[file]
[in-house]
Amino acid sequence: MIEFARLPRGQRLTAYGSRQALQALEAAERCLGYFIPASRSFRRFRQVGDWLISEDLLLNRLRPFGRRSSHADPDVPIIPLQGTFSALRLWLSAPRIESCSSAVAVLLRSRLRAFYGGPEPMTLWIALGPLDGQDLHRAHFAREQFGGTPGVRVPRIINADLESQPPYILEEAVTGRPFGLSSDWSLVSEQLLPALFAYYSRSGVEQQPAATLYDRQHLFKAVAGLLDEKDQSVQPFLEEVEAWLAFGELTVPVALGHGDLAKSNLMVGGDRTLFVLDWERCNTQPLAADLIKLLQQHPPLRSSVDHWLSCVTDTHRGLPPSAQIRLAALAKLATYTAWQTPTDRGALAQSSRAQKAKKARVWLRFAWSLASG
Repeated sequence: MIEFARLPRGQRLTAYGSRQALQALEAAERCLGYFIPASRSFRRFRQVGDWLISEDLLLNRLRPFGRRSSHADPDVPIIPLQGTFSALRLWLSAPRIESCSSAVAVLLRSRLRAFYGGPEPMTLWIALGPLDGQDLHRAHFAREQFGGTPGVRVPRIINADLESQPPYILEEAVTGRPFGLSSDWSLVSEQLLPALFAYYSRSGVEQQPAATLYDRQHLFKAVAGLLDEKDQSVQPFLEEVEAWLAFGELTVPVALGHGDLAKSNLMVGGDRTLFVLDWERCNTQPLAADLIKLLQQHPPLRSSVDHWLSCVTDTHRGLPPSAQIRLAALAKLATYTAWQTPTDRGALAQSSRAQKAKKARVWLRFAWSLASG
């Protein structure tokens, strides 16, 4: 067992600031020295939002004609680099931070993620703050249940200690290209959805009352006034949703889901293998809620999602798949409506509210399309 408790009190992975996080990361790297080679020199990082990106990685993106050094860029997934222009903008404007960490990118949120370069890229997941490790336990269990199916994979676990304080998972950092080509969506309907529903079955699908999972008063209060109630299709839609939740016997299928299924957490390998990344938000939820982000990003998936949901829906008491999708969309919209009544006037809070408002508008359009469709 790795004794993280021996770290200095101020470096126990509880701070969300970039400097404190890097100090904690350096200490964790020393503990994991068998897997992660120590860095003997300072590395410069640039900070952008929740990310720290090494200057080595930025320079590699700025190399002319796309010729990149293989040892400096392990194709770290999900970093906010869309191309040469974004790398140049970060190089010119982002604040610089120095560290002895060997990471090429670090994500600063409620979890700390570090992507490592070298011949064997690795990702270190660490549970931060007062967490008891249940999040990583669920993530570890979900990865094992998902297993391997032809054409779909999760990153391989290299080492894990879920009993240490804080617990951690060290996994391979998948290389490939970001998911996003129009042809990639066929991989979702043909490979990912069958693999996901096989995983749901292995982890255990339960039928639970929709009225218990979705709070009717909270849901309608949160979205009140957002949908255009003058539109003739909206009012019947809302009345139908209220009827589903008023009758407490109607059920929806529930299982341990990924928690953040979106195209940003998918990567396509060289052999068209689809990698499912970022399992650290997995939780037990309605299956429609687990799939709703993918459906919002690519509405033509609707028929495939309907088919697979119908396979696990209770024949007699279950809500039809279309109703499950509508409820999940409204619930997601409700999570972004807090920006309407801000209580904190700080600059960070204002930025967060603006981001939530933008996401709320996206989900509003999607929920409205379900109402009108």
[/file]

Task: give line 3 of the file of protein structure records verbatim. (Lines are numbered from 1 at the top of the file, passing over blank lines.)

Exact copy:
Repeated sequence: MIEFARLPRGQRLTAYGSRQALQALEAAERCLGYFIPASRSFRRFRQVGDWLISEDLLLNRLRPFGRRSSHADPDVPIIPLQGTFSALRLWLSAPRIESCSSAVAVLLRSRLRAFYGGPEPMTLWIALGPLDGQDLHRAHFAREQFGGTPGVRVPRIINADLESQPPYILEEAVTGRPFGLSSDWSLVSEQLLPALFAYYSRSGVEQQPAATLYDRQHLFKAVAGLLDEKDQSVQPFLEEVEAWLAFGELTVPVALGHGDLAKSNLMVGGDRTLFVLDWERCNTQPLAADLIKLLQQHPPLRSSVDHWLSCVTDTHRGLPPSAQIRLAALAKLATYTAWQTPTDRGALAQSSRAQKAKKARVWLRFAWSLASG